Back Row Banter

From explosions to pathos

Review: The Iron Giant May 31, 2010

   Whilst Walt Disney’s name is synonymous with the early days of animation, Snow White being the first feature length cartoon, his creations were often rivalled by the work of another ambitious studio. Specialising in shorts, Warner Brothers created a zany roster of some of the most beloved characters in movie history; Daffy Duck, Wile E Coyote, Tom & Jerry and Bugs Bunny have all proved iconic creations. Yet the once proud studio failed to adapt with the times. Having closed doors for three years from 1969 the studio had lost its way; Warner Brothers could not find their place in the film market and, aside from a few half hearted attempts at big screen features, ultimately settled into television production. It has now been just over ten years since the last fully animated theatrical release produced solely by Warner Brothers. The film was Brad Bird’s The Iron Giant. As far as swan songs go The Iron Giant, based on a Ted Hughes book, is pretty much perfect – by some way the studio’s finest hour.

   Set in 1957, the tale centres around the jovial young Hogarth Hughes whose spritely nature is almost as inexhaustible as his curiosity. One night, whilst his mother (Jennifer Aniston) is working, Hogarth sneaks from his home to follow a strange noise outside which leads him to a path of broken fences, trampled ground and uprooted trees. The path of destruction follows to the most fantastical of sights – the hundred foot tall Iron Giant (Vin Diesel) chomping away on metal at a near by power station. The two strike up a friendship although Hogarth, quite rightly, realises that not everyone would be quite as tolerant of this peaceful giant. With the help of the local beatnik scrap dealer Dean (Harry Connick Jr), Hogarth tries his best to hide the Giant from a government agent (Christopher McDonald) who is convinced the sightings of a gargantuan robot must have something to do with Rockwell or the Soviet Union. Hogarth also must not let his mom find out – she wouldn’t allow him even a pet squirrel as they make too much noise.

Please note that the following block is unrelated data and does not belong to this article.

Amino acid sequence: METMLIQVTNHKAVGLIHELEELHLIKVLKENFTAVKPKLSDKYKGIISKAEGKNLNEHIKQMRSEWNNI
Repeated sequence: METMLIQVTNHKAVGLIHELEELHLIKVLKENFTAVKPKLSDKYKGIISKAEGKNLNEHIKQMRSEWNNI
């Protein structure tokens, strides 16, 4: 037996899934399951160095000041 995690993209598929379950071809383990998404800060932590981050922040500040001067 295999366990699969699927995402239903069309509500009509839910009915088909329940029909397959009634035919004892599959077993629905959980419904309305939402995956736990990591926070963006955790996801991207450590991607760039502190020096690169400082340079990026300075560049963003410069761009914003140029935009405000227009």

The Iron Giant constitutes a remarkable achievement standing out from the pack upon its release in 1999; a year widely regarded as one of the richest in recent cinematic history. At once the film is a science fiction period piece playing on cold war paranoia, the spectre of a nuclear holocaust is a recurring concern amongst the authority figures, and a feel good family film. The Cold War parable sits neatly alongside slapstick humour, jokes about the effects of caffeine and, of course, a hugely emotive conclusion which promotes tolerance, sacrifice and understanding whilst never preaching or succumbing to emotional manipulation. Animated with simple delicacy, a combination of hand drawn and computer rendered additions, The Iron Giant places the emphasis on a succinct, whimsical tale making sure substance triumphs over style.

   Although a box office failure upon release, the film recouped only half of its $48 million budget, The Iron Giant was, and remains, a critical success and helped launch the career of debut feature director Brad Bird. Having graduated from The Simpsons, Bird has seen his post-Giant career sky rocket under the tutelage of John Lasseter at Pixar. The Incredibles and Ratatouille were both huge box office smashes and confirmed the keen eye for aesthetic detail, character and humour Bird displayed on The Iron Giant were no fluke. Unfortunately for Warner Brothers the opposite is true; having stumbled upon a sublime gem of a movie the studio have never come close, nor have they tried, to make a film this magical since.



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